‘Girlfriends’: Tracee Ellis-Ross Is ‘A Better Person’ Because of Her Castmates
In 2000, a new series premiered on UPN that was unlike anything else on TV at the time. Girlfriends was a heartfelt comedy about a group of four friends–the difference between it and other sitcoms was that the four lead roles were played by Black women.
The show’s creator, Mara Brock Akil, wanted to provide the representation for Black women that was missing from TV’s most popular sitcoms at the time. The series garnered a huge fan following and went on to have eight highly successful seasons. The cast grew into a family, and the women feel like their relationship helped them grow personally as well as professionally.
The ‘Girlfriends’ cast reunited for its 20th anniversary
Girlfriends debuted in September 2000, at a time when shows like Friends and Sex and the City were ruling the prime time scene. Those shows–like many others at the time–had predominantly white casts. Screenwriter and producer Mara Brock Akil noticed this and set out to create a series that represented Black women and their stories, according to Glamour.
The series had eight seasons, with 170 episodes filled with relatable personal and professional struggles. The story revolved around four women and their incredible friendship. Viewers fell in love with the characters, eagerly joining them each week to see what their journey brought next.
Last September, the girls reunited to celebrate the 20th anniversary of the show. Tracee Ellis Ross, Jill Marie Jones, Golden Brooks, and Persia White talked about their favorite memories from the show and the close-knit friendship they developed while working together.
The series was recently available for streaming on Netflix, along with several other classic Black sitcoms. The addition of these sitcoms is a part of Netflix’s ‘Strong Black Lead’ platform. All 172 episodes of Girlfriends, plus Moesha, The Parkers, Sister Sister, and others are now available on Netflix.
The cast members agree that the time spent together made them better people
When the ladies reunited to celebrate over Zoom, they asked ET to debut the get-together. The ET exclusive captured the warmth and closeness of the women as they looked back at the series, and recalled the first time they met. They were immediately thrown into a photoshoot together, effortlessly making it seem as if they’d been friends forever.
They laughed as they talked about their various hairstyles throughout the years–“You could tell what we were going through by our hairstyles.” Some of the cast members even started out the series with braces. Although they were invisible, White says they still looked a bit odd, “you could tell something was off.”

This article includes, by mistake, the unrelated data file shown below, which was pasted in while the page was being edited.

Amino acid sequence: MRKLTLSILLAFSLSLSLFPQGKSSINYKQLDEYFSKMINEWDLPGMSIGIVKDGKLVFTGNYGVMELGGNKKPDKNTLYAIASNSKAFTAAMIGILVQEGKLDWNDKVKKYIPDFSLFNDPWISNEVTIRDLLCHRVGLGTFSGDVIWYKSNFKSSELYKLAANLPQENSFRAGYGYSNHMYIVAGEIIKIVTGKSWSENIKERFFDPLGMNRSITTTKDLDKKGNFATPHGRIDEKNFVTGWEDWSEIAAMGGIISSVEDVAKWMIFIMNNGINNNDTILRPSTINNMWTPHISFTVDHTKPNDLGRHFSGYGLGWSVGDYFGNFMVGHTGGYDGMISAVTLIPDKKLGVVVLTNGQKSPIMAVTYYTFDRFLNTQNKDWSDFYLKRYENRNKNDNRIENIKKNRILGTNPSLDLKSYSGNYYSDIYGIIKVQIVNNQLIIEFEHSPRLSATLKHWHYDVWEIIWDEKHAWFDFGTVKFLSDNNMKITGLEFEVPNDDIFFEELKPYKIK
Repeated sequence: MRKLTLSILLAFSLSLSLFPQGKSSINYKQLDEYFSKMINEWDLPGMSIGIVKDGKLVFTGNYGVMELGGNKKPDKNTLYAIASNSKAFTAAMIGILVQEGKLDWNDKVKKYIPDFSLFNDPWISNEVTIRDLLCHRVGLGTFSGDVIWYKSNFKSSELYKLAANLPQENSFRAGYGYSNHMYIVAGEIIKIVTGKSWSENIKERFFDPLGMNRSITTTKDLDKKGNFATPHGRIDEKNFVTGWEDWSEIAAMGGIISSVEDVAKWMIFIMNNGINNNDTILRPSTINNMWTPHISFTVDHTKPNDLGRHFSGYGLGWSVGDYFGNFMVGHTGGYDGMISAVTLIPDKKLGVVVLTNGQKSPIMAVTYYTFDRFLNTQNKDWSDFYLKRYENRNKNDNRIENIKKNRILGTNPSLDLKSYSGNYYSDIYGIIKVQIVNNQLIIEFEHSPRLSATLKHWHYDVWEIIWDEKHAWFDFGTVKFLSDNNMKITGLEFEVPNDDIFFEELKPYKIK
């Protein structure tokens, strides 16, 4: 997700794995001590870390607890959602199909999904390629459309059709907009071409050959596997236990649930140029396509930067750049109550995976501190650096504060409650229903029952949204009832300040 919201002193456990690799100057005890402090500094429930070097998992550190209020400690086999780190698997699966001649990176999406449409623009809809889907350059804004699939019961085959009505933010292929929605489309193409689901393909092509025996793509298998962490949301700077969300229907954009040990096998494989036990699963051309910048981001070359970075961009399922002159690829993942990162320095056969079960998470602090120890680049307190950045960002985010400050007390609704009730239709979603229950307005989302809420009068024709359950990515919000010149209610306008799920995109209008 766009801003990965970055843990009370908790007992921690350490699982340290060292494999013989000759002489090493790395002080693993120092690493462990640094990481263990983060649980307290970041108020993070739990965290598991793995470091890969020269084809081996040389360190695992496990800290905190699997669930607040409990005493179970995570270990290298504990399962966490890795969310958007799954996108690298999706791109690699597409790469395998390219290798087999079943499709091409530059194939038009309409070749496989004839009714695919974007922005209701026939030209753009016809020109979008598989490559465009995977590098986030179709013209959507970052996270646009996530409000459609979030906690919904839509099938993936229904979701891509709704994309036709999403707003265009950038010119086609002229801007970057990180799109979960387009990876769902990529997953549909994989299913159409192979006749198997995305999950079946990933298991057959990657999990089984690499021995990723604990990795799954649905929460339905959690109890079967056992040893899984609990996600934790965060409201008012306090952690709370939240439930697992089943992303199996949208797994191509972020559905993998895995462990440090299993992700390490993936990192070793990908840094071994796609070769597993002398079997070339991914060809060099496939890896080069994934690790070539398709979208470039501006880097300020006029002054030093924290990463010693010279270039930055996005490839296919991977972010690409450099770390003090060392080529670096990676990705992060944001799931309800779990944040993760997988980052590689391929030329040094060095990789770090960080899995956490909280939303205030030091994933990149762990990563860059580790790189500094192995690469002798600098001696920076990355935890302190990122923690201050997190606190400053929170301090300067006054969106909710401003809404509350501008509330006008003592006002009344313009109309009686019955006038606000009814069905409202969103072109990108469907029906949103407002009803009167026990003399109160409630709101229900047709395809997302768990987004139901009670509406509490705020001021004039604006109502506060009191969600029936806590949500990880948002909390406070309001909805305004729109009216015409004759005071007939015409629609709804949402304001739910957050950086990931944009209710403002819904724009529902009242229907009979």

All four women agree that they have become a family over the years. Brooks says that they’ve grown together and “We have come into our own. I have so many moments with each and every one of you that I can say, ‘That made me a better person.'”
ET met the cast of Girlfriends right in the beginning, when they visited the set and interviewed the women in season one. They visited the set again in 2006, when Ross discussed her thoughts on the show’s success. Ross said:
“The thing that’s beautiful to me about Girlfriends is our comedy is based in character. It’s not based in shtick and that keeps the show alive and is the reason that after seven years there’s still a story.”
A writers’ strike and high expenses brought ‘Girlfriends’ to an abrupt end
In 2008, Girlfriends was abruptly canceled. There were several factors that led to the show’s cancellation, including the writers’ strike that was impacting a lot of TV shows at the time. The network also changed from UPN to the CW around that time, and there were concerns that the series was too expensive to keep going.
Girlfriends had also seen a sharp decline in viewers after Jill Marie Jones’ departure after season six, according to Nicki Swift. The actor decided to leave the series when her contract was up because she wanted to focus on films instead of television. Fans were disappointed with her replacement, Monica, and the show suffered. At its peak in season two, the show had 4.2 million viewers. By the last season, that number was down to 2.1 million viewers.